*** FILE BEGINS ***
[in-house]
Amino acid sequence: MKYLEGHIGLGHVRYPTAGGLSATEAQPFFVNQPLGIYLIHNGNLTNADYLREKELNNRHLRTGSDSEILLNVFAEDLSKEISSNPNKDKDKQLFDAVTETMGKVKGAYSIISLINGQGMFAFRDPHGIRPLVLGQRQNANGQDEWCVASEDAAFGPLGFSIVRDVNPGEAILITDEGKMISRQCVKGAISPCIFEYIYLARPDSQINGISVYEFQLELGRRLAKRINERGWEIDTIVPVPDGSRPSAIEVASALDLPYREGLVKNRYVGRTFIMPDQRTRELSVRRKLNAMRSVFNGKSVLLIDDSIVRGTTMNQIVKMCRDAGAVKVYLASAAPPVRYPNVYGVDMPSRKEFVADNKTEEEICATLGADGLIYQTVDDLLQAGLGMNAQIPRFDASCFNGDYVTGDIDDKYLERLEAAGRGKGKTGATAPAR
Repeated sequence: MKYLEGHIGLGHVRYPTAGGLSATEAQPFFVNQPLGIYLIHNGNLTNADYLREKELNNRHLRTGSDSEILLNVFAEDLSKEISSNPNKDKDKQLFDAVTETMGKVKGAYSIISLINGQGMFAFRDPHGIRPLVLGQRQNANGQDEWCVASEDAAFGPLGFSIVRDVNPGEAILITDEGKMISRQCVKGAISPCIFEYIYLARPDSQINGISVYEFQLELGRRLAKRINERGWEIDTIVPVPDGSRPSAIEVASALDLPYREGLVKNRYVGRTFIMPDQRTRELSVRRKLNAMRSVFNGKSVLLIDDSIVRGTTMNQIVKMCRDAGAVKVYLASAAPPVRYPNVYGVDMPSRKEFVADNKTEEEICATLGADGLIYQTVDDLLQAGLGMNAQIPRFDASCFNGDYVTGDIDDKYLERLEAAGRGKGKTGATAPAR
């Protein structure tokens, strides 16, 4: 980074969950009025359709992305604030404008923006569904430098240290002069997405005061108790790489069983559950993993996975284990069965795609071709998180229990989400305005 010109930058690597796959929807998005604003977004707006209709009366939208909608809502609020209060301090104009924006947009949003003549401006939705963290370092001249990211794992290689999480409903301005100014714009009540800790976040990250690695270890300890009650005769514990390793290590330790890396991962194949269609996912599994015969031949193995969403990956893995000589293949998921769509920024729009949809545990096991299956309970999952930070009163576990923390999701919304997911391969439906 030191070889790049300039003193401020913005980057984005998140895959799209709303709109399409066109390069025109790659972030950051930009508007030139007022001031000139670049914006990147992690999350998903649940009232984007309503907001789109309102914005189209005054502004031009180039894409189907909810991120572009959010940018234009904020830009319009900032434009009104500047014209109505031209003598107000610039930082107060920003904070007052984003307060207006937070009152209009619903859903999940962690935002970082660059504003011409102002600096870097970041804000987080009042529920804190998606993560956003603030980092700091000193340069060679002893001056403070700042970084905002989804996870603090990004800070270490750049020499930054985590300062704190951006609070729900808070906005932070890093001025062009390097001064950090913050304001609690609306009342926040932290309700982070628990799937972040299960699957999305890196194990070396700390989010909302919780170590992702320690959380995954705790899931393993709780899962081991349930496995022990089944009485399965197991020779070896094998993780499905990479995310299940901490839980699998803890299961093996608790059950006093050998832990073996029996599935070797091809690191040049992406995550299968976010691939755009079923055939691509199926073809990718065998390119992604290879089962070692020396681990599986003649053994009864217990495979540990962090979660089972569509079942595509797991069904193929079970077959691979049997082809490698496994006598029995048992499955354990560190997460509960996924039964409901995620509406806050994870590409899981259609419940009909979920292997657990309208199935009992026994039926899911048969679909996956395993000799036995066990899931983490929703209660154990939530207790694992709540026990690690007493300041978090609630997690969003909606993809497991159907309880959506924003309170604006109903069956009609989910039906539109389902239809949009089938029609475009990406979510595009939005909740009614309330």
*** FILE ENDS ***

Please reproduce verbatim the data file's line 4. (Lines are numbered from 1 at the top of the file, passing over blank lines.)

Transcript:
């Protein structure tokens, strides 16, 4: 980074969950009025359709992305604030404008923006569904430098240290002069997405005061108790790489069983559950993993996975284990069965795609071709998180229990989400305005 010109930058690597796959929807998005604003977004707006209709009366939208909608809502609020209060301090104009924006947009949003003549401006939705963290370092001249990211794992290689999480409903301005100014714009009540800790976040990250690695270890300890009650005769514990390793290590330790890396991962194949269609996912599994015969031949193995969403990956893995000589293949998921769509920024729009949809545990096991299956309970999952930070009163576990923390999701919304997911391969439906 030191070889790049300039003193401020913005980057984005998140895959799209709303709109399409066109390069025109790659972030950051930009508007030139007022001031000139670049914006990147992690999350998903649940009232984007309503907001789109309102914005189209005054502004031009180039894409189907909810991120572009959010940018234009904020830009319009900032434009009104500047014209109505031209003598107000610039930082107060920003904070007052984003307060207006937070009152209009619903859903999940962690935002970082660059504003011409102002600096870097970041804000987080009042529920804190998606993560956003603030980092700091000193340069060679002893001056403070700042970084905002989804996870603090990004800070270490750049020499930054985590300062704190951006609070729900808070906005932070890093001025062009390097001064950090913050304001609690609306009342926040932290309700982070628990799937972040299960699957999305890196194990070396700390989010909302919780170590992702320690959380995954705790899931393993709780899962081991349930496995022990089944009485399965197991020779070896094998993780499905990479995310299940901490839980699998803890299961093996608790059950006093050998832990073996029996599935070797091809690191040049992406995550299968976010691939755009079923055939691509199926073809990718065998390119992604290879089962070692020396681990599986003649053994009864217990495979540990962090979660089972569509079942595509797991069904193929079970077959691979049997082809490698496994006598029995048992499955354990560190997460509960996924039964409901995620509406806050994870590409899981259609419940009909979920292997657990309208199935009992026994039926899911048969679909996956395993000799036995066990899931983490929703209660154990939530207790694992709540026990690690007493300041978090609630997690969003909606993809497991159907309880959506924003309170604006109903069956009609989910039906539109389902239809949009089938029609475009990406979510595009939005909740009614309330």